Tag Archives: science

New Approach Proposed for Science Curriculum

A new curriculum is being written that hopes to improve science education in the United States. The new framework will focus less on memorization of facts and more on critical reasoning with an added focus on engineering. Helen Quinn, who led the 18-member team that worked for over a year devising the framework, described the problem that these revisions aim to resolve: “The failing of U.S. education today [is] that kids are expected to learn a lot of things but not expected to be able to use them.”

According to the committee’s report, the new curriculum will focus on the following areas of science: physical sciences, life sciences, earth and space sciences, and engineering, technology, and the applications of science. The report also explains its goals and what it hopes to gain through a revamped curriculum.

“The overarching goal is for all high school graduates to have sufficient knowledge of science and engineering to engage in public discussions on science-related issues; be careful consumers of scientific and technological information; and have the skills to enter the careers of their choice.”

So far, only the framework has been completed. The task now falls on nonprofit education group, Achieve Inc., to expand the framework into a set of standards. They hope to finish this within the coming year, though it may take several more to complete rewriting lesson plans and text books. While standards and curriculum are changing, core concepts, including evolution, will not change. “What we’re not going to do is compromise the science just to get states comfortable,” Michael Cohen, the president of Achieve, told the New York Times. Each state will have the ability to choose whether or not to adopt the new set of standards.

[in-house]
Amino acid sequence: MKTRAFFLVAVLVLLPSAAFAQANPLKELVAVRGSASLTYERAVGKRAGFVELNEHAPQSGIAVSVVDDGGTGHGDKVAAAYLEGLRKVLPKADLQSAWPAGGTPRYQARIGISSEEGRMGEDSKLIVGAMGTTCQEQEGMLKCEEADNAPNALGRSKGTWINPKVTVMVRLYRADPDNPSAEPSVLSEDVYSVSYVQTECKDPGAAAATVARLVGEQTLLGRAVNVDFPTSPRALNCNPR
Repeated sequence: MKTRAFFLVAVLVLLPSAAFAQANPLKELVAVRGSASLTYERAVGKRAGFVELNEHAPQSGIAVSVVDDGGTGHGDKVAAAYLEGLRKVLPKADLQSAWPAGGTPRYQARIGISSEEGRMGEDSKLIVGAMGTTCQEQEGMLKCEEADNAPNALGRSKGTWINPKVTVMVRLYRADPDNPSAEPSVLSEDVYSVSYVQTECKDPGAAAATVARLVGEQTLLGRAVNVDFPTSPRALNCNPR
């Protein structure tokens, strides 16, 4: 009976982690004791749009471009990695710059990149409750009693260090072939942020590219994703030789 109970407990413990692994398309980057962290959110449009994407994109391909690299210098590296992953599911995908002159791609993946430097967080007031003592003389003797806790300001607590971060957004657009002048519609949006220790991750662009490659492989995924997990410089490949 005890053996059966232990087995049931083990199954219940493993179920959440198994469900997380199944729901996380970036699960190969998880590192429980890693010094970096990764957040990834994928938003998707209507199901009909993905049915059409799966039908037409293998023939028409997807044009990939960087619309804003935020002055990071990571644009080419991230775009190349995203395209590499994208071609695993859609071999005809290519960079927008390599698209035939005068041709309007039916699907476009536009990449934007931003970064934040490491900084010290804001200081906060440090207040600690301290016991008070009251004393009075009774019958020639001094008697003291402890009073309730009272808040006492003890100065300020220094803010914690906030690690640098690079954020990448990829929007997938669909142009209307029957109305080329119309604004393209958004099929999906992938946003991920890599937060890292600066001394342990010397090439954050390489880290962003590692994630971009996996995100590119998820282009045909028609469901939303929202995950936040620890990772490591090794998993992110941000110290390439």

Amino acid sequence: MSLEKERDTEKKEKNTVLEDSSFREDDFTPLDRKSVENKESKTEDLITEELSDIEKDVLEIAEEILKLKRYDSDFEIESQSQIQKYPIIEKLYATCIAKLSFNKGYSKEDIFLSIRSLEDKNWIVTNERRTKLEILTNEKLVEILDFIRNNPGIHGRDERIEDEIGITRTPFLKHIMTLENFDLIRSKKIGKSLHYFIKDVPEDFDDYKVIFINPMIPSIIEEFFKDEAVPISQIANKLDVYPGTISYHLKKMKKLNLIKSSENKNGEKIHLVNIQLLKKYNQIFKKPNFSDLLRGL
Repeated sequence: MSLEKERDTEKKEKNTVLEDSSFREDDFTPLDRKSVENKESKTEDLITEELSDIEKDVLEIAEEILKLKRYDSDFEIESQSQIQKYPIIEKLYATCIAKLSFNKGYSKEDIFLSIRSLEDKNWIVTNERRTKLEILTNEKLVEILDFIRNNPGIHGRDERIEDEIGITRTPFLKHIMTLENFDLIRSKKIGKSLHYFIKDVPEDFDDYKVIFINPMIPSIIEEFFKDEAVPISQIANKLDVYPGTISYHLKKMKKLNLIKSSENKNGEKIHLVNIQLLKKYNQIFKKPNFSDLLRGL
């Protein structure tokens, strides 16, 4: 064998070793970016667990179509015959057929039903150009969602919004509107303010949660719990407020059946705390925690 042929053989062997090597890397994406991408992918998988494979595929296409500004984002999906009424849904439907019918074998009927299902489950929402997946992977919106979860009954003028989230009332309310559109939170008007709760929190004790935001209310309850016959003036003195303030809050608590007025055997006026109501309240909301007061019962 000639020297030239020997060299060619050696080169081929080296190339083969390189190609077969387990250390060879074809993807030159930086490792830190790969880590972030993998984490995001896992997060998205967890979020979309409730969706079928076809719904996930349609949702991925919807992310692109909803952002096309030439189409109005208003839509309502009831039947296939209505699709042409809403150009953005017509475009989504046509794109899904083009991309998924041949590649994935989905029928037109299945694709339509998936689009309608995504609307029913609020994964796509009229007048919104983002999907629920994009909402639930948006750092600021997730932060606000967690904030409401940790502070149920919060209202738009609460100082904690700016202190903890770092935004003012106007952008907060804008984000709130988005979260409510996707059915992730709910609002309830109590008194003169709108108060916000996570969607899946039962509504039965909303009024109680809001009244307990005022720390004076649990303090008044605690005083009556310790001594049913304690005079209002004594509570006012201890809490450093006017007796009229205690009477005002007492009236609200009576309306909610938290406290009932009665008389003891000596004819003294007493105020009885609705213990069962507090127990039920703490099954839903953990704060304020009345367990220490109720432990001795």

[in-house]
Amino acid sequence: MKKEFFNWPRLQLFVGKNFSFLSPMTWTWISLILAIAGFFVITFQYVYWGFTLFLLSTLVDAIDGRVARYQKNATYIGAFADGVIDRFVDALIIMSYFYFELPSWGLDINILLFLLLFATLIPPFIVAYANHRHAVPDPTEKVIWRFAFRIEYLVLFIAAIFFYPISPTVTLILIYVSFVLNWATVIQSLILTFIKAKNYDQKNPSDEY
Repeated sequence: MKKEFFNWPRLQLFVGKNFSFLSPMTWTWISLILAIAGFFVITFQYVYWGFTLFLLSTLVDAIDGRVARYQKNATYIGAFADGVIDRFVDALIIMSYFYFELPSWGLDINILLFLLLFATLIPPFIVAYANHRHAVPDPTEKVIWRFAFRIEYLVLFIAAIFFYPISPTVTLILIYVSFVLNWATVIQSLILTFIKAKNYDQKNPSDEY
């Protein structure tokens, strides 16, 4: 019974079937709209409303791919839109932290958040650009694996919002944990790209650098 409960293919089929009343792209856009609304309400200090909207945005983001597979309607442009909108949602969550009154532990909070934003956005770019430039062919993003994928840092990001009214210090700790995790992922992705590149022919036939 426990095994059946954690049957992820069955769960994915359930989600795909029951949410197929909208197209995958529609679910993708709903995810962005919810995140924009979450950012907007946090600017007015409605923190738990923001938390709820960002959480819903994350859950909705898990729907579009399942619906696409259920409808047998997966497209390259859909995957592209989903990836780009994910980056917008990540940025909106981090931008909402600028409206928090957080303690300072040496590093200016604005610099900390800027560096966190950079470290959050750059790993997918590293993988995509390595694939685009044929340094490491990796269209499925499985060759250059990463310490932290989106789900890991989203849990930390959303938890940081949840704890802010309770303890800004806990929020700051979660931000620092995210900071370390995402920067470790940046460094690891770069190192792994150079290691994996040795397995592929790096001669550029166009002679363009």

The report adds to a growing number of voices, including those supported by Spark, that is driving toward the creation of a future learning environment that recognizes the value of values hands-on, participatory learning, the doing and the making that characterize so many Spark projects.

Girls Take Top Prize at Google Science Fair

Although women make up nearly half of the world population, their presence in the sciences constitutes a vastly smaller percentage. Today, only twelve percent of engineers are female. Science, technology, engineering, and math (STEM for short) are all fields in which women are under-represented. This is precisely why this year’s Google Science Fair results are so exciting–all three top prizes were awarded to women.

The winning projects put the classic baking soda volcano to shame. Lauren Hodge, winner of the 13-14 age group, tested a variety of marinades and their effects on the carcinogens typically found in grilled chicken. Her findings showed that lemon juice and brown sugar sharply decreased carcinogen levels, while soy sauce actually increased them.

Naomi Shah, winner of the 15-16 age group, performed a study of 103 adult subjects where she was able to link the increase in two environmental pollutants to decreased lung function and asthma symptoms.

The grand prize was awarded to the winner of the 17-18 age group, Shree Bose of Fort Worth, Texas. Bose’s project focused on the chemotherapy drug cisplatin that is commonly taken by women with ovarian cancer. Bose discovered a protein known as AMPK that, when paired with the drug, stops cancer cells from becoming resistant to its effects. Bose shared her feelings in an interview with ABC:

“That perception that women can’t compete in science has been ingrained in this field for so long. It just shows that our world is changing and women are stepping forward in science, and I’m excited to be a small part of that.”

This year the fair received 7,000 entries from 91 countries. Despite the notion that the US is falling behind in the sciences, 60% of these entries were from Americans, and all three winners are citizens of the US.

Google scientist and fair judge Vinton Cerf told the New York Times that, “a common thread among the finalists was that they had explored science enthusiastically for years with the encouragement of their parents.”

As part of their awards, the winners received internships at Google, Lego, and CERN, ensuring them a good start to what will surely be successful careers in science.